This lesson, and its partner lesson, Where Does Our Stuff Come From?, are informed by the big ideas of Community and Connectedness. Students learn the difference between a product and a natural resource. They explore the connections between the products and resources we use in our daily lives and the imports and exports that pass through the Port of Prince Rupert. The lesson is most appropriate for students in Grades 4-6.
40 – 50 minutes
- Be introduced to the concept of natural resources and products.
- Identify and categorize some of the main resources and products that are imported into and exported from Canada and British Columbia, and through the Port of Prince Rupert.
- The picture book, How to Make an Apple Pie and See the World, by Marjorie Priceman
- Chalk or white board markers, scissors, glue and plain paper for all students
- Old magazines containing images of resources and products (for cutting out)
- Pictures of resources and products traded through the Port of Prince Rupert
- The tables of Goods Traded Through the Port of Prince Rupert for teachers and for students (see Resources section)
Optional: Computer with a projector, overhead projector, Smart Board
- Read How to Make an Apple Pie and See the World, by Marjorie Priceman.
- Select and cut out from an old magazine five pictures of products that you might need, want and/or enjoy. These will be used as examples for the students in Activity 2.
Commodity, International trade, Export, Natural resource, Good, Needs and wants, Import, Product
- Before reading How to Make an Apple Pie and See the World by Marjorie Priceman, lead a discussion with the class about apple pies. Questions could include:
- What do you know about making apple pie?
- What ingredients do you need? Where would we get them?
- Where are these ingredients grown or produced?
- Write two headings on the board: Natural Resources and Products.
- Give students the definitions of a “natural resource” and a “product”.
- Ask the students to think about the various resources and products that are in the story as they listen to you read.
- After reading the story, ask students to give examples of natural resources and the products they are related to from the story. Write the examples on the board under the appropriate headings. Draw a line to connect each resource with its product.
(Products mentioned in the story are: flour, butter, egg, sugar, cinnamon, salt, and apples. Natural resources mentioned are: wheat, cow, chicken, sugar cane, kurundu bark, and salt water.)
- Discuss with the students the difference between things that we need and things that we want. Give examples and ask for a few examples from the students.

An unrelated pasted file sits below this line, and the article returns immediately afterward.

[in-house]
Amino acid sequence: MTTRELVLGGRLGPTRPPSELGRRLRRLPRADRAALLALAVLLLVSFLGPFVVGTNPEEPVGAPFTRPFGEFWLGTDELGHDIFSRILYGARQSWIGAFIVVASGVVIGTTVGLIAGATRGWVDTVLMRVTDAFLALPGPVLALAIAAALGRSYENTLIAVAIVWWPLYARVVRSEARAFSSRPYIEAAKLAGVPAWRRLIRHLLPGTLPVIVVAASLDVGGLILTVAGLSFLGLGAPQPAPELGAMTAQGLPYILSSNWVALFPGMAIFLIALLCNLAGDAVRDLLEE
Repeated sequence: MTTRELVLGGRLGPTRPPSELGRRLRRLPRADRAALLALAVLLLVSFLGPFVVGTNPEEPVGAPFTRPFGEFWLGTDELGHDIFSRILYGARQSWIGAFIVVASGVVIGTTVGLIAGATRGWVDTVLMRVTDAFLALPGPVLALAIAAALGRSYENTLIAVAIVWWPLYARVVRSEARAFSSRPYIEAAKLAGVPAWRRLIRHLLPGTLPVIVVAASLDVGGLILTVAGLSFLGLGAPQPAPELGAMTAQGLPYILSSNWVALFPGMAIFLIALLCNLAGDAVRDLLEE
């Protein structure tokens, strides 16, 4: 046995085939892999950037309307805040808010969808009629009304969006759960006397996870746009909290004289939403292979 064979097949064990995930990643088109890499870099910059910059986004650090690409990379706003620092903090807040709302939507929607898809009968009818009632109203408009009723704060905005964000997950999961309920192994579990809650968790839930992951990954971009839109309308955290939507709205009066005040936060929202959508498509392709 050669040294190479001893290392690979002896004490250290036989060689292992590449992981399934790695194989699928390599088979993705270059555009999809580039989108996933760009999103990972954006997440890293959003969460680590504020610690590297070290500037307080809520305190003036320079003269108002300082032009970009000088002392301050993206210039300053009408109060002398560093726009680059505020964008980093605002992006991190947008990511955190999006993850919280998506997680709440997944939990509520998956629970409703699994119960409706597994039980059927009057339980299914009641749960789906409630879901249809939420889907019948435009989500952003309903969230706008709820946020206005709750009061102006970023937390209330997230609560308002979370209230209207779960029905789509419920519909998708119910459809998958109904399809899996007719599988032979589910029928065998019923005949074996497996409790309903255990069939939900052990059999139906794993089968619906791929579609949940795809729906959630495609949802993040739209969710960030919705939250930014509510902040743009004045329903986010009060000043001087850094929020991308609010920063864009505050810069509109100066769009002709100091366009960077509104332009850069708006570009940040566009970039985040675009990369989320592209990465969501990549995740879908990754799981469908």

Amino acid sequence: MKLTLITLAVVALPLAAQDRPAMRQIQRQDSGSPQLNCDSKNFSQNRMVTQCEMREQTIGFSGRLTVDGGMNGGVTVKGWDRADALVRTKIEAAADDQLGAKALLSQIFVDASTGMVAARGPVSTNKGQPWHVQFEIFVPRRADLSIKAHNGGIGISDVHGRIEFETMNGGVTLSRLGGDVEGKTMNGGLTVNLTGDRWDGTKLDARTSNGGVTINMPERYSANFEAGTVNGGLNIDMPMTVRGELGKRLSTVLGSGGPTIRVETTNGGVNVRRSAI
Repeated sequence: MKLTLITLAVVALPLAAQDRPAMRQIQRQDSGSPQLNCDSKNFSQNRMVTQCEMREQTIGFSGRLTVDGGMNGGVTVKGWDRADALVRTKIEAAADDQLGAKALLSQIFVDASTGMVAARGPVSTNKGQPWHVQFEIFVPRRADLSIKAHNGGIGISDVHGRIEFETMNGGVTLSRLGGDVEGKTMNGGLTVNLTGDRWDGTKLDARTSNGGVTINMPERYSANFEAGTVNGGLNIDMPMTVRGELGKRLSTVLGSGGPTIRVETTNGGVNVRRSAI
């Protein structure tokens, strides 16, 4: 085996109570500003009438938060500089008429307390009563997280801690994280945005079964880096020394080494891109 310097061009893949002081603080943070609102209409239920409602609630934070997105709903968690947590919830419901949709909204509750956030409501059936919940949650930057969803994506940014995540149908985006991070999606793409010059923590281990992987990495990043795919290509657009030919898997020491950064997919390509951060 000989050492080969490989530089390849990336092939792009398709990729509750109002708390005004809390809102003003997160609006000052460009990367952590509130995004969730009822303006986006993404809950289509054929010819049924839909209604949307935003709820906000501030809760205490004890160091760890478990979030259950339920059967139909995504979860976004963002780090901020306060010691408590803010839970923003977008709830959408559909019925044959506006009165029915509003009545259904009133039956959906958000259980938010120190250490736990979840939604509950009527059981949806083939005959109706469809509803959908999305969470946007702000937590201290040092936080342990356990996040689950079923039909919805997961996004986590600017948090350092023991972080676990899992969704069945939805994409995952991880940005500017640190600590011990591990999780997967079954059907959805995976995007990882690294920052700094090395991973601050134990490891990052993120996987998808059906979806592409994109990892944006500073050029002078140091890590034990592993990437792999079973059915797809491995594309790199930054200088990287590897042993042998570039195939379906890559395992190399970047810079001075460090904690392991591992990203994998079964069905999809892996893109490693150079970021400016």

- Distribute magazines and scissors. Tell students to cut out 5 pictures of products that they want, need or enjoy. Show the students your own examples.
- While students work, create a Natural Resources Chart on the board with the following headings: Land, Animals, Forests, Fossil Fuels and Minerals.
- Working with your own 5 pictures, use the chart to demonstrate how to categorize the products according to the resource from which they are principally made or derived.
- Put the students into pairs and direct them to copy the headings of the Natural Resources Chart from the board. Ask students to categorize their five pictures according to the resource from which each is made or derived.
- Ask each pair to choose one of the products they have been working with and invite one student to come up to the board and place their picture where they think it should go on the chart. Support them to find the right placement as appropriate.
- Using an overhead projector, a Smart Board, or a handout, show students the table of Goods Traded Through the Port of Prince Rupert (see Resources section).
- Optional: Circulate pictures of some of the resources and products, e.g. logs, wheat, textiles, coal.
- Lead a discussion with students about the goods. Questions could include:
- Which of these goods do you recognize?
- Which of the products do you own or use at home?
- Are you surprised that these goods travel through Prince Rupert’s port? Why?
- In the same pairs, students determine which of these goods are resources and which are products. Ask students to pick five examples of each and write them down in a T-chart.
- Students share and discuss their findings with another pair. They can edit their T-chart based on their discussion.
- Students submit their T-charts for review.
- At the end of the lesson, have each student write his or her name on the back of two yellow sticky notes. Ask students to think of a product and its related resource (the examples can be from the lesson or ones that the students have thought of by themselves). On one sticky note, students write the resource and on the other, the product. As students leave, they place their sticky notes under the appropriate column on the board. The sticky notes can be used as a quick gauge of their basic understanding of the concept of product and natural resource.